The cost of education has increased dramatically over the decades. New school construction and building additions — the bricks and mortar costs — have increased significantly creating exceptional bonded indebtedness. At the same time, dramatic cost increases in salary and benefits for teachers, administrators, and support staff — the human resource costs of education — have spiraled upward.

As a result, education budgets in towns and cities across Connecticut are consuming higher and higher percentages of property tax collections year after year. And, in a growing number of towns and cities, more of the direct and indirect costs of education are assigned to the general budget. Wherever we find the practice of burying some education costs in the general fund, the real aggregate costs of education are being shrouded from the eyes of most taxpayers.

Fortunately, a simple accounting method used by many professionals outside the field of education offers a way out of the crisis.

Almost everyone has heard of the phrase “billable hours.” But, not everyone outside of the legal and accounting professions may know exactly what it means. In simplest terms, “billable hours” are those hours a professional spends at work in service of a specific assignment.

Teachers do not normally track their time in the way that lawyers and accountants do, but they certainly could.

Why is it desirable for teachers to account for their time in such a manner? Because using “billable hours” gives all education stakeholders the ability to begin to make rational choices about the optimal allocation of a school’s most precious education delivery resource — teacher time. By translating a teacher’s labor into an objective measurement, parents, school boards, and principals can begin to make cost-effective decisions about who should be hired, what should be taught, and when.

How would “billable hours” work in education? For every teacher, we make two simple calculations:

The first is the “teacher instruction cost.” You get this figure by multiplying a teacher’s scheduled daily teaching hours times 180 school days and the dividing the result into the teacher’s annual salary. For example, a teacher with a load of 4.75 class hours per day and a salary of $64,400 would have a teacher instruction cost of $75.32. Put more simply, an hour of his (or her) teaching time costs the taxpayers $75.32.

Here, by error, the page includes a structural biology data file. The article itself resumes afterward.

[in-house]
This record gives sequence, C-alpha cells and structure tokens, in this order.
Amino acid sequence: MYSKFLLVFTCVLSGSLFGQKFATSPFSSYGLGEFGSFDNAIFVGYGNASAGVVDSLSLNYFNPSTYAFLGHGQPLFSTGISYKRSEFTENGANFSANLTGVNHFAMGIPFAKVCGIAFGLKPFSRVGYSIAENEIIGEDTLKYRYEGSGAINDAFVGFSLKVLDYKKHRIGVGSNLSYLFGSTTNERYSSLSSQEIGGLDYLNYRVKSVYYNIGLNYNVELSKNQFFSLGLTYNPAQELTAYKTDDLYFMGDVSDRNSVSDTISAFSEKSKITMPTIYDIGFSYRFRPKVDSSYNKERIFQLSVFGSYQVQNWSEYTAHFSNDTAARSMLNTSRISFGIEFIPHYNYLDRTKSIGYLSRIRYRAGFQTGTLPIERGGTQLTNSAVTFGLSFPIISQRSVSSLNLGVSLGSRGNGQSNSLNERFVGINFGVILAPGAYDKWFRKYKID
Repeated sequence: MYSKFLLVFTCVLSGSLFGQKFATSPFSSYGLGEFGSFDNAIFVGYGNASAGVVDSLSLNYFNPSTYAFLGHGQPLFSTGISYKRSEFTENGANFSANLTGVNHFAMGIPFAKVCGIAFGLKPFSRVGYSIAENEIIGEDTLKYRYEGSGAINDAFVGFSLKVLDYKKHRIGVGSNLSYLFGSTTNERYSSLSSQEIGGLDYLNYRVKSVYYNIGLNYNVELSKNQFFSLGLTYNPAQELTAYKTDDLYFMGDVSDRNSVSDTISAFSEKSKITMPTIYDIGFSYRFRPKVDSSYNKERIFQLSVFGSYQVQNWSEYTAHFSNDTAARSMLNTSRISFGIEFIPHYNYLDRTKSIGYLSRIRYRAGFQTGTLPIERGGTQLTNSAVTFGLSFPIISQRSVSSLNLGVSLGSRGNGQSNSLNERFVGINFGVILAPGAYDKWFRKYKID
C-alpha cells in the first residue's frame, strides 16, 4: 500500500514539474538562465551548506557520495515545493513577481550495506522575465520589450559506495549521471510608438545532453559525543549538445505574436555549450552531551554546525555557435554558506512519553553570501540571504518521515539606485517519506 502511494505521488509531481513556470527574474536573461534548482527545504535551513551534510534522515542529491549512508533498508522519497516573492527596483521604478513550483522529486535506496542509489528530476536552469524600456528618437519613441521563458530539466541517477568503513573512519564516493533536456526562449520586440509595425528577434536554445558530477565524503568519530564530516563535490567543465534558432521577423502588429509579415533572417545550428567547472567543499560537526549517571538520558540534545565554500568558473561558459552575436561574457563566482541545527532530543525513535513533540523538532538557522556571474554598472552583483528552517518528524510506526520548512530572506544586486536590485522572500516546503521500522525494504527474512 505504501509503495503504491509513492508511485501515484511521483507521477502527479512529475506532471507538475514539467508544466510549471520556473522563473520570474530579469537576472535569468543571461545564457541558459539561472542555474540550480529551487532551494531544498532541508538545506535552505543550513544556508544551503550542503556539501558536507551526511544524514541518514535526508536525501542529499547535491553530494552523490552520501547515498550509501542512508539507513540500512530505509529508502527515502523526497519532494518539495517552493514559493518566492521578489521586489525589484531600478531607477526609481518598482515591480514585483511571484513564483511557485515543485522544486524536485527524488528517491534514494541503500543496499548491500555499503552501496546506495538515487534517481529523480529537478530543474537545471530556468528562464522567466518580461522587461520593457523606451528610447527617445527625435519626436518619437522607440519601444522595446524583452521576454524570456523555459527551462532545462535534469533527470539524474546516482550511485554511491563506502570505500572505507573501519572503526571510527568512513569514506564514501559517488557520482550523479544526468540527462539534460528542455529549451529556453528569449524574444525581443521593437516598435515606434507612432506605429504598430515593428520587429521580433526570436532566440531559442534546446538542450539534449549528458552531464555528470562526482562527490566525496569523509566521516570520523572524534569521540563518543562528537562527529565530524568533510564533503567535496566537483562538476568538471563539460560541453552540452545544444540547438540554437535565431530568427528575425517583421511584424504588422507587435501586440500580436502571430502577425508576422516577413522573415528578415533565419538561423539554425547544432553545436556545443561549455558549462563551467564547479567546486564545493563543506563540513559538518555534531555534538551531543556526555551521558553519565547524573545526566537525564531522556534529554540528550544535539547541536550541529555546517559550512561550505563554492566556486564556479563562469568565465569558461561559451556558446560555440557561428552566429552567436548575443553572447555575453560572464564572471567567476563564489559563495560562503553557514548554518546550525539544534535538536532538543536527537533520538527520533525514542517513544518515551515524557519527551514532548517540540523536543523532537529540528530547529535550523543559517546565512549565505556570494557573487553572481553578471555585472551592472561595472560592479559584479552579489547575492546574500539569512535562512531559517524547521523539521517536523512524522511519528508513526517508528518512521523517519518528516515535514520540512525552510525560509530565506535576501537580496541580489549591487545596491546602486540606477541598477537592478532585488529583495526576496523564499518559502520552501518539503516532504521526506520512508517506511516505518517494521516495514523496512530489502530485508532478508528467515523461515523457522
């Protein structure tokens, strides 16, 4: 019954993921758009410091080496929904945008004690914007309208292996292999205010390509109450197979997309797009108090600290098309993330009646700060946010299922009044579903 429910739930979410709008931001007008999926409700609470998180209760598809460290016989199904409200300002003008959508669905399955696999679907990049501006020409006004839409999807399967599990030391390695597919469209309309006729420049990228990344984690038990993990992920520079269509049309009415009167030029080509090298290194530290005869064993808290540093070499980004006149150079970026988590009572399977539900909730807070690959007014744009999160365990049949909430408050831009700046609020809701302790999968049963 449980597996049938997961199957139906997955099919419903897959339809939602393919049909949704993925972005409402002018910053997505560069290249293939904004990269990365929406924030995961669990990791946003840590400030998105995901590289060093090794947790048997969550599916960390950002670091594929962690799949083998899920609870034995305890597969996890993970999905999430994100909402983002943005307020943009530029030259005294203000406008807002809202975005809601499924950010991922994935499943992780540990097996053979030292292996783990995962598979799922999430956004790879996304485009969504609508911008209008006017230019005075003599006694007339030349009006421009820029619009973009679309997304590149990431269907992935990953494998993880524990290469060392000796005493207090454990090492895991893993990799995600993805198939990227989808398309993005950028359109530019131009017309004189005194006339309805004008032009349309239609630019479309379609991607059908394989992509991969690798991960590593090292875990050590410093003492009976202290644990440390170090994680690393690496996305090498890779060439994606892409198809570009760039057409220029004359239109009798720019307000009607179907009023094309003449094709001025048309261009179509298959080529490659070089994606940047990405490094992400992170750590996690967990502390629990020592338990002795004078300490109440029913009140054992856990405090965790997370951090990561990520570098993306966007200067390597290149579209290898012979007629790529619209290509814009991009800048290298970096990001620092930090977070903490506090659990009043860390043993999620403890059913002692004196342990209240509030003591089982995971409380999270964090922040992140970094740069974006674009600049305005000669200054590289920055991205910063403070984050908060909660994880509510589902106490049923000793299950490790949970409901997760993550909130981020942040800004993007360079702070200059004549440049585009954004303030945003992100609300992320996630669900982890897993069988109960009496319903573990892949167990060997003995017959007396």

The second calculation is the “student instruction cost.” This is simply the teacher instruction cost — the hourly amount we’ve just calculated — divided by the number of students in a specific classroom. Carrying through on our example, we would say that the student instruction cost for a teacher making $75.32 an hour running a Social Studies class of 25 students is $3.01. With this figure we can say exactly what is costs to educate each student in a particular class.

With these two simple calculations it is now possible to establish the actual cost of delivering an education to any classroom. More importantly, it is possible to make objective comparisons of education delivery costs within a single school or across a district. Parents, school boards, taxpayers, principals and other stakeholders can even compare Elementary, Middle or High Schools classroom costs across districts with complete objectivity.

The potential benefits of these calculations are enormous. Using the both the “teacher instruction cost” and “student instruction cost” it is possible to insure that instructional costs are not skewed by the size of a school system’s census — a factor that has historically confused comparisons between small and large districts. These measures can also uncover and pinpoint the actual costs of different modes of instruction, of school organization and of daily school scheduling, all-the-while insulating cost-effective judgments from attempts to obscure them with pedagogical rhetoric.

The use of “billable hours” will enable those who wish to get the most from their town’s tax dollars to review public school costs with a “laser-like” focus, producing the kind of quality education parents and school boards statewide would like to see. This concept, easily adapted from the accounting and legal professions, can provide all education stakeholders with a powerful a tool to effectively manage education delivery costs.

”’Dr. Theodore Martland is a former Superintendent of Schools in Connecticut. Mr. Richard Olivastro is president of People Dynamics, a Connecticut based Leadership Development Company and a member of the Board of Directors of the Yankee Institute. They can be reached at Education Dynamics, 860-678-7526.”’

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